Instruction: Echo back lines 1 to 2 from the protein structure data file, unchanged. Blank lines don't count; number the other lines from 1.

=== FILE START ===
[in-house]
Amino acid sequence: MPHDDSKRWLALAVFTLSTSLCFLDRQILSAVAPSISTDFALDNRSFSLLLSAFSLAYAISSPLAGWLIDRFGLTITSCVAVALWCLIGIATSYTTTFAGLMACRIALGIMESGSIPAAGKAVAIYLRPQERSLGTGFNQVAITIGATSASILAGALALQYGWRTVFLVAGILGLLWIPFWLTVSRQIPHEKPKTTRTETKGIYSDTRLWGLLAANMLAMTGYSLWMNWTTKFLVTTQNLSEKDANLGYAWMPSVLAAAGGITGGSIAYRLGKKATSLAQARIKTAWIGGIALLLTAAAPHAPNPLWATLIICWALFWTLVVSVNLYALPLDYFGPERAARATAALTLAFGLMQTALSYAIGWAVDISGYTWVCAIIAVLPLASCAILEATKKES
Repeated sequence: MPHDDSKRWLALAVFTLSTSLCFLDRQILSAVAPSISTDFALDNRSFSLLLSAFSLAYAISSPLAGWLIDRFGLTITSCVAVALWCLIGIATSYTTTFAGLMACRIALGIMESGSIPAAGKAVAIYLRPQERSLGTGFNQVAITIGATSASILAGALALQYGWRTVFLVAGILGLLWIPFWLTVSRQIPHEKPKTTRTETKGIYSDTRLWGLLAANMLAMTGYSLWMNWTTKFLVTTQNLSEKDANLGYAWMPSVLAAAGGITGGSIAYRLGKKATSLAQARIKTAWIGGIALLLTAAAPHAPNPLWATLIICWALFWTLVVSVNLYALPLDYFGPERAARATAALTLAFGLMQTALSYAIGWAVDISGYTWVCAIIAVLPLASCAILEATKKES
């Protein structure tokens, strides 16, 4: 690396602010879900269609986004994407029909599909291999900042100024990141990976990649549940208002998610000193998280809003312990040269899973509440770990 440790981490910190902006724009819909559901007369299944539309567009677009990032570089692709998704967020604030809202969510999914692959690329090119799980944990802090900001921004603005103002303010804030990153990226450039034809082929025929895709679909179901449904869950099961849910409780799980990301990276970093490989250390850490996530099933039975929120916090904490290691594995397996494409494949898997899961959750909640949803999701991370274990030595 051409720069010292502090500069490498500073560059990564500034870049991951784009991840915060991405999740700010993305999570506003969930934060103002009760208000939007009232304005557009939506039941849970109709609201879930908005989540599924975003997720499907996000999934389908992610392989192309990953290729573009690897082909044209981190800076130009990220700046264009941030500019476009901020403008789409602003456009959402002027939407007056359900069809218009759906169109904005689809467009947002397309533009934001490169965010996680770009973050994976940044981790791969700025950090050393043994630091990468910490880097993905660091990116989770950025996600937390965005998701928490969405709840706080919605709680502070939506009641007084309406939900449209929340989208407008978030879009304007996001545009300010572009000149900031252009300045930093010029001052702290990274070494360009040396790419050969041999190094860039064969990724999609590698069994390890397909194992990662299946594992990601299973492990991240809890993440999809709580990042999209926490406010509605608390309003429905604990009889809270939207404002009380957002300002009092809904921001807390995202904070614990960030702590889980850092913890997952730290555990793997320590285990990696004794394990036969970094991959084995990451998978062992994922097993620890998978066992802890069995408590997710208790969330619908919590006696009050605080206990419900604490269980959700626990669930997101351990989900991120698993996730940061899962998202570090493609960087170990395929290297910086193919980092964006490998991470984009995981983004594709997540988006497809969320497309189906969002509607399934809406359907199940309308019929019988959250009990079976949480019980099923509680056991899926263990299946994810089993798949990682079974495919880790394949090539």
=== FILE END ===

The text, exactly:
[in-house]
Amino acid sequence: MPHDDSKRWLALAVFTLSTSLCFLDRQILSAVAPSISTDFALDNRSFSLLLSAFSLAYAISSPLAGWLIDRFGLTITSCVAVALWCLIGIATSYTTTFAGLMACRIALGIMESGSIPAAGKAVAIYLRPQERSLGTGFNQVAITIGATSASILAGALALQYGWRTVFLVAGILGLLWIPFWLTVSRQIPHEKPKTTRTETKGIYSDTRLWGLLAANMLAMTGYSLWMNWTTKFLVTTQNLSEKDANLGYAWMPSVLAAAGGITGGSIAYRLGKKATSLAQARIKTAWIGGIALLLTAAAPHAPNPLWATLIICWALFWTLVVSVNLYALPLDYFGPERAARATAALTLAFGLMQTALSYAIGWAVDISGYTWVCAIIAVLPLASCAILEATKKES